Authors: Lauren Becker*, University of Wisconsin - Eau Claire
Topics: Cultural Geography, Indigenous Peoples, Rural Geography
Keywords: K-12 School Districts, Mascots, American Indian Studies, Indigenous Theories & Methodologies, Wisconsin, Education
Session Type: Poster
Presentation File: No File Uploaded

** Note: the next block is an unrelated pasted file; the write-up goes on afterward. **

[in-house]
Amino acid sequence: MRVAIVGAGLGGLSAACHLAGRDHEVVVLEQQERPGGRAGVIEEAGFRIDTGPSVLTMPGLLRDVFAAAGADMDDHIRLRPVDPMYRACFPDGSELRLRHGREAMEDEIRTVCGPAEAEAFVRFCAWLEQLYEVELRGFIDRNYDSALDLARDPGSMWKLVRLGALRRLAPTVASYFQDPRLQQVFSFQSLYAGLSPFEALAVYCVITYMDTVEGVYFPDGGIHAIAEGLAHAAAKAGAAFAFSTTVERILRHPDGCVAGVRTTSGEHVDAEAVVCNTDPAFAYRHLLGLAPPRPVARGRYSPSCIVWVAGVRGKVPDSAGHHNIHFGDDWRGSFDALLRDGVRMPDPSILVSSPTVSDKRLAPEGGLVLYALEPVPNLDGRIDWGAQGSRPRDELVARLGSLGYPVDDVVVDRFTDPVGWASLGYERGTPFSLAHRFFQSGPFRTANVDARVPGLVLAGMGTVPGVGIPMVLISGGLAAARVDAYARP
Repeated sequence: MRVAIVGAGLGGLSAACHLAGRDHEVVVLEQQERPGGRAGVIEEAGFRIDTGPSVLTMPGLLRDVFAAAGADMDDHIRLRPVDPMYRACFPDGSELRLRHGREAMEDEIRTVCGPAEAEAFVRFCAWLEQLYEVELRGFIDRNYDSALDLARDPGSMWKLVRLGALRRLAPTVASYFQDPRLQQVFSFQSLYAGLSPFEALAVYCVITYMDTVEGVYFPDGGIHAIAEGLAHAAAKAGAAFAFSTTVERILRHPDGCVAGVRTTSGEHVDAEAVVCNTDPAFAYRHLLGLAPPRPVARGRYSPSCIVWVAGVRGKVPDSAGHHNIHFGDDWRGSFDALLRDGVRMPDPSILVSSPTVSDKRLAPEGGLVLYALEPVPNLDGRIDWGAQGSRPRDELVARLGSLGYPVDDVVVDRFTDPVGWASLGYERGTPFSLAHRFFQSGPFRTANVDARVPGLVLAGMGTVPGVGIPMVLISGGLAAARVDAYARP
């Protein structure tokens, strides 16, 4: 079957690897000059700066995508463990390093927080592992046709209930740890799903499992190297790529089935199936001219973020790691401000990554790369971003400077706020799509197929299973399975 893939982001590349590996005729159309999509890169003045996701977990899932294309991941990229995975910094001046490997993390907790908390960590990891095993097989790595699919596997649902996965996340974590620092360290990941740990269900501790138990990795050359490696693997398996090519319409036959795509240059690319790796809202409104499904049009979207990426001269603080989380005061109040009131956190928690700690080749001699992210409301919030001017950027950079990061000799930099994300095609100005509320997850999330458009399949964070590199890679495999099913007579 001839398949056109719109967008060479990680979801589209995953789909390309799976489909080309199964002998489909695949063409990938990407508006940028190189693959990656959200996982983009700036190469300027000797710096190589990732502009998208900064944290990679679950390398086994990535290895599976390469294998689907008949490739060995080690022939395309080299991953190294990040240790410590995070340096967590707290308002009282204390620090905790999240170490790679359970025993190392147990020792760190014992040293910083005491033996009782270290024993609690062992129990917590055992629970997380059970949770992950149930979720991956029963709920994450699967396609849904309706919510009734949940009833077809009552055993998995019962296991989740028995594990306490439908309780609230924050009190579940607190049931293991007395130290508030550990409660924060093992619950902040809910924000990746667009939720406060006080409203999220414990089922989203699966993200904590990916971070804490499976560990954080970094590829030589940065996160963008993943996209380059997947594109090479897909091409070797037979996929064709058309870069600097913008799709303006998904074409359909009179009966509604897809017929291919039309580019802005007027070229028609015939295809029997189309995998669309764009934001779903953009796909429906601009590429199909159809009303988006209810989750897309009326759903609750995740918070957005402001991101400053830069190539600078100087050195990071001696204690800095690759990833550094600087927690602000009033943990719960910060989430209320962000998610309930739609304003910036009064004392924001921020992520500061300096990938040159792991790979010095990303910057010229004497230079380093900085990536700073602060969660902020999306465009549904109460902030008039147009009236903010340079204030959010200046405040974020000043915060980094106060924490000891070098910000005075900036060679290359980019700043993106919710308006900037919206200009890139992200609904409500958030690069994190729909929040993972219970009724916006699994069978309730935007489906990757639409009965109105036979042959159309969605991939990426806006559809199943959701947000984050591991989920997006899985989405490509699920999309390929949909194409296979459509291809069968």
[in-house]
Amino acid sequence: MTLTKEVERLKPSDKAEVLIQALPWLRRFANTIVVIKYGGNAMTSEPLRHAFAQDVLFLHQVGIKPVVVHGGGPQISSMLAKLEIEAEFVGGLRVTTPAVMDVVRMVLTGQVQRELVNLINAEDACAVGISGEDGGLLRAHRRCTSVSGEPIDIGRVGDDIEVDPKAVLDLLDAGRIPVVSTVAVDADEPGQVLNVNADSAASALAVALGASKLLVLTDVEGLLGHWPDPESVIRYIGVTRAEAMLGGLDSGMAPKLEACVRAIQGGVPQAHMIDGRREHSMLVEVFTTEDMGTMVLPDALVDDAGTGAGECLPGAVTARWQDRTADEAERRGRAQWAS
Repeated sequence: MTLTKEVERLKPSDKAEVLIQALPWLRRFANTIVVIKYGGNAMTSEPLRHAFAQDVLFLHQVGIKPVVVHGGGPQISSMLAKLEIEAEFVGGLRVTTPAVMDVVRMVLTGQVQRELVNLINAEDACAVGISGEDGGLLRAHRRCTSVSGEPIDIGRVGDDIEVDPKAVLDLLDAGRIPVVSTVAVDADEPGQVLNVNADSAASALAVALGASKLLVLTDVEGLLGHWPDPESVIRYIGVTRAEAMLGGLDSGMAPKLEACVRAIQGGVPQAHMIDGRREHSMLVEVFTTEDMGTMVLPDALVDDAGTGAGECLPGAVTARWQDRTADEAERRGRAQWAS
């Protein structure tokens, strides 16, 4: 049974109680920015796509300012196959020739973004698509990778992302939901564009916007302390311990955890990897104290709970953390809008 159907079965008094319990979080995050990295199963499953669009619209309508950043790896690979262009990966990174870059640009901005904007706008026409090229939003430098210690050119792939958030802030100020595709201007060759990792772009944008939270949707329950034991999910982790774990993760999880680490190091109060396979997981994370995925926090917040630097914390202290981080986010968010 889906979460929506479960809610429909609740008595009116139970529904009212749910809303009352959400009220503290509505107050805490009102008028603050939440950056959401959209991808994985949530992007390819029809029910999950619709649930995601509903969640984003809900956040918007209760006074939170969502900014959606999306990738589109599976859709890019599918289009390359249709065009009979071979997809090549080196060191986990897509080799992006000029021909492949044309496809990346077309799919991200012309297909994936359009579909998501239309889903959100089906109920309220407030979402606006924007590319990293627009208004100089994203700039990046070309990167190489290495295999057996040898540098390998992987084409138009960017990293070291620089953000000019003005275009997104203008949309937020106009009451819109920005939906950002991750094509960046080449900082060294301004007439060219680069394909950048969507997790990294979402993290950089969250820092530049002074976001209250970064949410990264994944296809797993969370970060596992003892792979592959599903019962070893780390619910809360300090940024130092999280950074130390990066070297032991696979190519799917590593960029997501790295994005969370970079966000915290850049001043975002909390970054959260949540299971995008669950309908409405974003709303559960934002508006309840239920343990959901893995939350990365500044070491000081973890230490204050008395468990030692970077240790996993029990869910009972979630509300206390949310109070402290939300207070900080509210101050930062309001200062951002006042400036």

The use of Indigenous Peoples as team names and mascots within K-12 school districts in the United States has been contested by both individuals and organizations for decades (Davis-Delano 2007). Recent studies have concluded that exposure to Indigenous caricatures in learning environments has adverse effects on the well-being of American Indian students and boosts the self-esteem of non-Indigenous students (Kim-Prieto et. al 2010; Fryberg et. al 2018). School districts that continue to use Indigenous team names and mascots often cite tradition as defense against change, but hundreds of school districts throughout the country have maintained community pride a transition to another team name and mascot. What are the best approaches for producing these transformative spaces while maintaining ties to community members’ place identity? This research focuses on the approaches and processes that the Osseo-Fairchild, Menomonie, Galesville-Ettrick-Trempealeau, and Tomah School Boards in Wisconsin undertook to retire their race-based nicknames in order to make their learning spaces less hostile to their Indigenous students, more inclusive to all students and visitors.
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